Needs To Axe
Greenhouse Gases By 80 Pct
By Alister Doyle
21 April, 2007
OSLO - The
world will have to axe greenhouse gas emissions by 80 percent by 2050,
more deeply than planned, to have an even chance of curbing global warming
in line with European Union goals, researchers said on Thursday.Even
tough long-term curbs foreseen by the EU or California fall short of
reductions needed to avert a 2 degrees Celsius (3.6 Fahrenheit) temperature
rise over pre-industrial times, seen by the EU as a threshold for “dangerous
change”, they said.
“If we are to have
a 50 percent chance of meeting a 2 Celsius target we would have to cut
global emissions by 80 percent by 2050,” Nathan Rive of the Center
for International Climate and Environmental Research in Oslo told Reuters.
“Any delay in implementing
emissions reductions will make a 2 degree target practically unreachable,”
he and colleague Steffen Kallbekken wrote of findings to be published
in the journal Climatic Change.
The EU reckons that there
would be dangerous disruptions to the climate such as ever more droughts,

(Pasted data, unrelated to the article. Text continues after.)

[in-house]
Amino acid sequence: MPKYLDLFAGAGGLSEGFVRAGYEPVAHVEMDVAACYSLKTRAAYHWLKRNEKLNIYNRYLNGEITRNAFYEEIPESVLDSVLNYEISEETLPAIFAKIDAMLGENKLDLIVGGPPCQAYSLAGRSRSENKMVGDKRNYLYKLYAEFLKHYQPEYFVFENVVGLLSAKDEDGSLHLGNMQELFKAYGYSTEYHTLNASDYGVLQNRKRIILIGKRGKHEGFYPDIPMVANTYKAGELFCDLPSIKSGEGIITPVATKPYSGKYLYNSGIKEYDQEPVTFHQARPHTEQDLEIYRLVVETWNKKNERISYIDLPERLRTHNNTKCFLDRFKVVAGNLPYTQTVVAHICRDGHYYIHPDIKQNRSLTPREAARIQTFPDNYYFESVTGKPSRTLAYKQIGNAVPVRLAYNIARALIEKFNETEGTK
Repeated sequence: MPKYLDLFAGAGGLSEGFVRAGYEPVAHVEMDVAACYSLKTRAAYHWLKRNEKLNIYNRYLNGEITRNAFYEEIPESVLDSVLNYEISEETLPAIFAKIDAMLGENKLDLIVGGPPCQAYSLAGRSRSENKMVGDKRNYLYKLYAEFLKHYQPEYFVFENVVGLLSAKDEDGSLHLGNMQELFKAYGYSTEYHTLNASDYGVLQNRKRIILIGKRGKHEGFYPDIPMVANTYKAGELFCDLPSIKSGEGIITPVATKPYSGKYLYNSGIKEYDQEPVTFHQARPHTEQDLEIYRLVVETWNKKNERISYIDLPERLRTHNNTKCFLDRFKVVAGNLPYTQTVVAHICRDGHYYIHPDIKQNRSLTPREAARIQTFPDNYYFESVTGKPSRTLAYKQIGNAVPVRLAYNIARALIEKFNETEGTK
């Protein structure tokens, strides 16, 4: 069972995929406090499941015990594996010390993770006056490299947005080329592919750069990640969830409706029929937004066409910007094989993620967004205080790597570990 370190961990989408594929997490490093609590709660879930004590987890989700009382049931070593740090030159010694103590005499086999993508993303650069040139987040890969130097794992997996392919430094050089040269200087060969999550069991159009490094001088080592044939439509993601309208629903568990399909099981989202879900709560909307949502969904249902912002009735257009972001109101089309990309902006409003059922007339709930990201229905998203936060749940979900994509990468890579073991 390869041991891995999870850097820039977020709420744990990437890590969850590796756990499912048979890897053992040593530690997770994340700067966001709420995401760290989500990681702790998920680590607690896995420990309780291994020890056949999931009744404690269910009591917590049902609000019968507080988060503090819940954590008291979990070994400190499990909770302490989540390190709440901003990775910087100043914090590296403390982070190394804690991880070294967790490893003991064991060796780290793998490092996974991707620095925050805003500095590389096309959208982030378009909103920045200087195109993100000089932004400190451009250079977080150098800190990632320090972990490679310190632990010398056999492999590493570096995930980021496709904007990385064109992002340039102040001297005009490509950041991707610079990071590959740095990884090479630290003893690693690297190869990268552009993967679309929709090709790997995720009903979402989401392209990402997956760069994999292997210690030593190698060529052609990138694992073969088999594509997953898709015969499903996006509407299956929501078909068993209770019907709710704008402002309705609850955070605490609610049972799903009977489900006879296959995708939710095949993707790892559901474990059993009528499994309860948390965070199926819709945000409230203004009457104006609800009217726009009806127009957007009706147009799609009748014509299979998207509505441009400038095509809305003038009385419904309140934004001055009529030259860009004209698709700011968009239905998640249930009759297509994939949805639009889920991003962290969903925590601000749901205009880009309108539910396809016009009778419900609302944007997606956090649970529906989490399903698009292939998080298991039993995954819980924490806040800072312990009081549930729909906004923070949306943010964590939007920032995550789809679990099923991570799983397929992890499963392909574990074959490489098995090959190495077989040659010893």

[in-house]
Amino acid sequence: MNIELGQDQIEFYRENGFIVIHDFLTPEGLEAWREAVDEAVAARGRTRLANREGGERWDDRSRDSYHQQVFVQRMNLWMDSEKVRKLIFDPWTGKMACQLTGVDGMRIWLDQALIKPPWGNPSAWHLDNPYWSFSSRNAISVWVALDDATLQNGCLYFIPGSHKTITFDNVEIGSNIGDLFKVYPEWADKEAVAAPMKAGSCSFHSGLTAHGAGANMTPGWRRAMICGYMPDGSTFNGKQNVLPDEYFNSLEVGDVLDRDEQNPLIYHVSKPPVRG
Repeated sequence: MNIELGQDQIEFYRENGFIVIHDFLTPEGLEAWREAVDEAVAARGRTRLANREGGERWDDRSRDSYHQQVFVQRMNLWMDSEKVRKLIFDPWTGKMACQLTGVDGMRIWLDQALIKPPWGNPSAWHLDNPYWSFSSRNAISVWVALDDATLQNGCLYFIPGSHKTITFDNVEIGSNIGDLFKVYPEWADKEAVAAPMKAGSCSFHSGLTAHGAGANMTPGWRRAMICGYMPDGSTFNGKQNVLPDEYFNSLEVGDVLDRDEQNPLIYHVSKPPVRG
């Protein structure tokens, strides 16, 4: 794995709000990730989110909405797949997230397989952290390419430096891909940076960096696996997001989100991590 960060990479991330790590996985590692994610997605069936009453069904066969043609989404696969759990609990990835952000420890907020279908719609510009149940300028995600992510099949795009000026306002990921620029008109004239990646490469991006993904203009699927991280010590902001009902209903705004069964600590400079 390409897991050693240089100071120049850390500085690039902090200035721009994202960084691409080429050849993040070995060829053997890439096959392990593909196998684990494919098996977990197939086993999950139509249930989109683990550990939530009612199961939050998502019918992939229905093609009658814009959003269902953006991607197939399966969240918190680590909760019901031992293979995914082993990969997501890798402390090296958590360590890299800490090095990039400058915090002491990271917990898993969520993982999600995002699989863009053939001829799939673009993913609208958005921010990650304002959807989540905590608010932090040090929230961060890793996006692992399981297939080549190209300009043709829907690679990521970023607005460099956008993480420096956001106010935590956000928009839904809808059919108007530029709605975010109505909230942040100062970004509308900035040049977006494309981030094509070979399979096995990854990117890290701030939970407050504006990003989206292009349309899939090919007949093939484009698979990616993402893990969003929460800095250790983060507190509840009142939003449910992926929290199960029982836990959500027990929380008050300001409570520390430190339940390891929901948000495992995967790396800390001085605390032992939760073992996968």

heatwaves, floods and rising seas beyond a 2 C ceiling. Temperatures
already rose by about 0.7 Celsius in the 20th century.
An 80 percent global cut
would mean rich nations, responsible for most heat-trapping emissions
from fossil fuels burnt by power plants, factories and cars, would have
to axe emissions by about 95 percent below 2000 levels by 2050.
Developing countries such
as China, India, Brazil and Indonesia, where emissions are rising sharply
in line with energy use to help lift millions from poverty, would have
to take on less swinging reductions, they said.
“Even the most ambitious
proposals for emissions cuts in 2050, such as the UK draft climate bill
which sets a cut of 60 percent, or the California target to reduce emissions
by 80 percent by 2050, fall short,” they said.
A draft report by the U.N.
climate panel due for release on May 4 in Bangkok also concludes that
a maximum 2 C rise would be hard to achieve. Restraints on emissions
consistent with the goal could cost up to 3 percent of world gross domestic
And Kalbekken and Rive said
that global emissions would have to peak in 2025, with cuts in place
by 2010, to achieve an 80 percent cut by mid-century. Any delays would
sharply raise costs.
Under the U.N.’s Kyoto
Protocol, 35 industrialized nations now have goals of cutting emissions
by 5 percent below 1990 by 2008-12. The United States, which says the
plan is too costly and wrongly excludes developing states, is the main
U.N. climate negotiations
focused on widening Kyoto beyond 2012 are stalled. Developing nations
say they cannot be expected to cap emissions when energy use has been
a key to economic growth by rich states since the Industrial Revolution.
© Reuters 2007.
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